The Gerald R. Ford Presidential Foundation and Gerald R. Ford Presidential Library and Museum welcome Jon Lauck to discuss his book The Good Country: A History of the American Midwest, 1800–1900. His book describes a rich civic culture that prized education, literature, libraries, and the arts; developed a stable social order grounded in Victorian norms, republican virtue, and Christian teachings; and generally put democratic ideals into practice to a greater extent than any nation to date.

(In Person Only) Veterans Speak Up 
Tuesday, May 16, at 7 p.m. PT 
Theater 37 at the Sunday, May 7, 14, 21, and 28, at 2 p.m. PT
Richard Nixon Presidential Library and Museum in Yorba Linda, CA
Register online for in-person attendance. 

Join us for a public performance of veterans sharing their personal experiences. This performance is the culmination of a six-week theater workshop with local veterans. Through the power of personal narratives, Veterans Speak Up provides veterans the opportunity to share their stories and express themselves in hopes to promote social healing and deepen our communities' understanding of our local heroes. 

The performance was organized by the Chance Theater, Richard Nixon Presidential Library and Museum, Assistance League Anaheim, and Veterans Outreach OC.

Please note that this presentation may include discussion of intense warfare and adult language and is recommended for ages 13 and up.

(Online Only) Genealogy Series – National Archives at St. Louis: Understanding the 1973 NPRC Fire and Its Impact on Genealogical Research
Wednesday, May 17, at 1 p.m. ET
No registration required; watch on the
National Archives YouTube Channel
The catastrophic fire at the National Personnel Records Center in 1973 destroyed millions of military personnel records and presents a variety of challenges for researchers. Eric Kilgore will examine the fire, record losses, and common myths and will provide guidance on how to research the records of veterans who were affected by the fire. Part of overcoming these challenges is knowing about other records that are available to supplement information lost in the fire. This presentation will highlight those records at the National Archives at St. Louis and their usefulness for unlocking information from the past. Learn more about the Genealogy Series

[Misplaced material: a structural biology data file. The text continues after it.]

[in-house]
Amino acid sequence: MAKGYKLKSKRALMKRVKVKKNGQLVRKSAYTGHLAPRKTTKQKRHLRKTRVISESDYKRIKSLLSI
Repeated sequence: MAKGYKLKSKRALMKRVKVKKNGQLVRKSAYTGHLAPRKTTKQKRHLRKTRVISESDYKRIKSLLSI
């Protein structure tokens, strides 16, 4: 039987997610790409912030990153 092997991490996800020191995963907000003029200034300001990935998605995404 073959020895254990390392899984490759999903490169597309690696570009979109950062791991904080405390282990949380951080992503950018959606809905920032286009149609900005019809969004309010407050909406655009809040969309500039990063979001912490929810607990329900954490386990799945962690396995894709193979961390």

(In Person and Online) Book Talk – Mourning the Presidents: Loss and Legacy in American Culture
Wednesday, May 17, at 6 p.m. ET
William G. McGowan Theater, National Archives Museum, Washington, DC
Register to attend in person or online; watch on the National Archives YouTube Channel

Mourning the Presidents brings together renowned and emerging scholars to examine how different generations and communities of Americans have eulogized and remembered U.S. Presidents since George Washington’s death in 1799. Discussing the book will be co-editors Lindsay Chervinsky and Matthew Costello, who will be joined by Andrew M. Davenport and David B. Woolner. 

This program is made possible in part by the National Archives Foundation. 

(In Person Only) King: A Life